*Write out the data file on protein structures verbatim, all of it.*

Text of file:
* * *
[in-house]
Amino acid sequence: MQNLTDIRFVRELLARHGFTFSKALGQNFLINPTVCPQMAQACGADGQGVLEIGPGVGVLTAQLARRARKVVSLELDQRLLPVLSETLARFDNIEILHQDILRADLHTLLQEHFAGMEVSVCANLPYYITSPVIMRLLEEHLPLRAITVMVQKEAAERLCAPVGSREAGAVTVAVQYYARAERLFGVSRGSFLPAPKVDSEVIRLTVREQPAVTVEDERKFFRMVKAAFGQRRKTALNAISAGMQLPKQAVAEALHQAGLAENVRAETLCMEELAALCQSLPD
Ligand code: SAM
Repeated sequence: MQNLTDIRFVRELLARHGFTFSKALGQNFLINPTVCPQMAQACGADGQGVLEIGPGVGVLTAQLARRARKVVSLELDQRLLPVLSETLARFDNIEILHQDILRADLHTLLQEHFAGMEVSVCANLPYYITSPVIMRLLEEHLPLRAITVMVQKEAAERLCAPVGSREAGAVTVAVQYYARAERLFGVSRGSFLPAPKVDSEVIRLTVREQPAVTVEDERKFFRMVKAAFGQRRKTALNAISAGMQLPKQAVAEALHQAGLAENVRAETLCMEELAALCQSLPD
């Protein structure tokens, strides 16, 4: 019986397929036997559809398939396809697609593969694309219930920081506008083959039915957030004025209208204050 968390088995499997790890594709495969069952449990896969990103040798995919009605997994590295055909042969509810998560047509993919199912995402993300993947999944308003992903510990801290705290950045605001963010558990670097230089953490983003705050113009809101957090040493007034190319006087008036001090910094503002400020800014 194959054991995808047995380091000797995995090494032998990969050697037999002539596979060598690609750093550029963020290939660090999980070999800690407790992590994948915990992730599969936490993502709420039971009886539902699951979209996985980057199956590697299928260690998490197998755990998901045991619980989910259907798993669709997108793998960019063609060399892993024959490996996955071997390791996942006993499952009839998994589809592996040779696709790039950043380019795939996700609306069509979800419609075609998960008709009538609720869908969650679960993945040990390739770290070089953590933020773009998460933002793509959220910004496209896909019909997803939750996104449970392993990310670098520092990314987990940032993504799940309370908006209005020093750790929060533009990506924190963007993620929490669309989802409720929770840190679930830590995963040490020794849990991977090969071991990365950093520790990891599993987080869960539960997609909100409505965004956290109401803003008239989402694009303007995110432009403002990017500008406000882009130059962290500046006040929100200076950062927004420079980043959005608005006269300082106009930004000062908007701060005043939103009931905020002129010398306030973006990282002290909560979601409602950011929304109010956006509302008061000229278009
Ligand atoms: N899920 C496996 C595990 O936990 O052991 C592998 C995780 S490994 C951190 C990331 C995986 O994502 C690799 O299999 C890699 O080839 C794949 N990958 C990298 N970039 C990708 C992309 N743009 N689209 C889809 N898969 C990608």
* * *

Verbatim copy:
[in-house]
Amino acid sequence: MQNLTDIRFVRELLARHGFTFSKALGQNFLINPTVCPQMAQACGADGQGVLEIGPGVGVLTAQLARRARKVVSLELDQRLLPVLSETLARFDNIEILHQDILRADLHTLLQEHFAGMEVSVCANLPYYITSPVIMRLLEEHLPLRAITVMVQKEAAERLCAPVGSREAGAVTVAVQYYARAERLFGVSRGSFLPAPKVDSEVIRLTVREQPAVTVEDERKFFRMVKAAFGQRRKTALNAISAGMQLPKQAVAEALHQAGLAENVRAETLCMEELAALCQSLPD
Ligand code: SAM
Repeated sequence: MQNLTDIRFVRELLARHGFTFSKALGQNFLINPTVCPQMAQACGADGQGVLEIGPGVGVLTAQLARRARKVVSLELDQRLLPVLSETLARFDNIEILHQDILRADLHTLLQEHFAGMEVSVCANLPYYITSPVIMRLLEEHLPLRAITVMVQKEAAERLCAPVGSREAGAVTVAVQYYARAERLFGVSRGSFLPAPKVDSEVIRLTVREQPAVTVEDERKFFRMVKAAFGQRRKTALNAISAGMQLPKQAVAEALHQAGLAENVRAETLCMEELAALCQSLPD
């Protein structure tokens, strides 16, 4: 019986397929036997559809398939396809697609593969694309219930920081506008083959039915957030004025209208204050 968390088995499997790890594709495969069952449990896969990103040798995919009605997994590295055909042969509810998560047509993919199912995402993300993947999944308003992903510990801290705290950045605001963010558990670097230089953490983003705050113009809101957090040493007034190319006087008036001090910094503002400020800014 194959054991995808047995380091000797995995090494032998990969050697037999002539596979060598690609750093550029963020290939660090999980070999800690407790992590994948915990992730599969936490993502709420039971009886539902699951979209996985980057199956590697299928260690998490197998755990998901045991619980989910259907798993669709997108793998960019063609060399892993024959490996996955071997390791996942006993499952009839998994589809592996040779696709790039950043380019795939996700609306069509979800419609075609998960008709009538609720869908969650679960993945040990390739770290070089953590933020773009998460933002793509959220910004496209896909019909997803939750996104449970392993990310670098520092990314987990940032993504799940309370908006209005020093750790929060533009990506924190963007993620929490669309989802409720929770840190679930830590995963040490020794849990991977090969071991990365950093520790990891599993987080869960539960997609909100409505965004956290109401803003008239989402694009303007995110432009403002990017500008406000882009130059962290500046006040929100200076950062927004420079980043959005608005006269300082106009930004000062908007701060005043939103009931905020002129010398306030973006990282002290909560979601409602950011929304109010956006509302008061000229278009
Ligand atoms: N899920 C496996 C595990 O936990 O052991 C592998 C995780 S490994 C951190 C990331 C995986 O994502 C690799 O299999 C890699 O080839 C794949 N990958 C990298 N970039 C990708 C992309 N743009 N689209 C889809 N898969 C990608």